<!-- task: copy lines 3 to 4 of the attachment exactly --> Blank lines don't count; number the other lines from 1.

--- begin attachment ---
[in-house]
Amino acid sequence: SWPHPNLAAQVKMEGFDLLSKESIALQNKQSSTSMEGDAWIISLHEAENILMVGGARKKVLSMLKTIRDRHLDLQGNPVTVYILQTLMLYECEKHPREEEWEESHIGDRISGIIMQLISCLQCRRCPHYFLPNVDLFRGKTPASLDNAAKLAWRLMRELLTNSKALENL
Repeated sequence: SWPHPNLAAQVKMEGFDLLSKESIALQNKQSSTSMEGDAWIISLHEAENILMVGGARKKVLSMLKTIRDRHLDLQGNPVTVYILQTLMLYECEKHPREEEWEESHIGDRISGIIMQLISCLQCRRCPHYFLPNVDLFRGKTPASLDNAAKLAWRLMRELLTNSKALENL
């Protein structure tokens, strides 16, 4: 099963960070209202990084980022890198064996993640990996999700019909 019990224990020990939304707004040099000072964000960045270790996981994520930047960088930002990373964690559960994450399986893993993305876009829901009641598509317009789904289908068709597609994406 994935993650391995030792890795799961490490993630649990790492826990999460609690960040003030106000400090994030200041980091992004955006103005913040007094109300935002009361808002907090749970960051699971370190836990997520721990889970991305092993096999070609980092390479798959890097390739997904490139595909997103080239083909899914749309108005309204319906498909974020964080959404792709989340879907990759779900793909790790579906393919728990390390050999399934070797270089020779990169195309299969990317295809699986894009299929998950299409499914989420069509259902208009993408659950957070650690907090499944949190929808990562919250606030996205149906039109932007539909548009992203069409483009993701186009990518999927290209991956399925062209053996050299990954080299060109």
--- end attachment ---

Repeated sequence: SWPHPNLAAQVKMEGFDLLSKESIALQNKQSSTSMEGDAWIISLHEAENILMVGGARKKVLSMLKTIRDRHLDLQGNPVTVYILQTLMLYECEKHPREEEWEESHIGDRISGIIMQLISCLQCRRCPHYFLPNVDLFRGKTPASLDNAAKLAWRLMRELLTNSKALENL
């Protein structure tokens, strides 16, 4: 099963960070209202990084980022890198064996993640990996999700019909 019990224990020990939304707004040099000072964000960045270790996981994520930047960088930002990373964690559960994450399986893993993305876009829901009641598509317009789904289908068709597609994406 994935993650391995030792890795799961490490993630649990790492826990999460609690960040003030106000400090994030200041980091992004955006103005913040007094109300935002009361808002907090749970960051699971370190836990997520721990889970991305092993096999070609980092390479798959890097390739997904490139595909997103080239083909899914749309108005309204319906498909974020964080959404792709989340879907990759779900793909790790579906393919728990390390050999399934070797270089020779990169195309299969990317295809699986894009299929998950299409499914989420069509259902208009993408659950957070650690907090499944949190929808990562919250606030996205149906039109932007539909548009992203069409483009993701186009990518999927290209991956399925062209053996050299990954080299060109």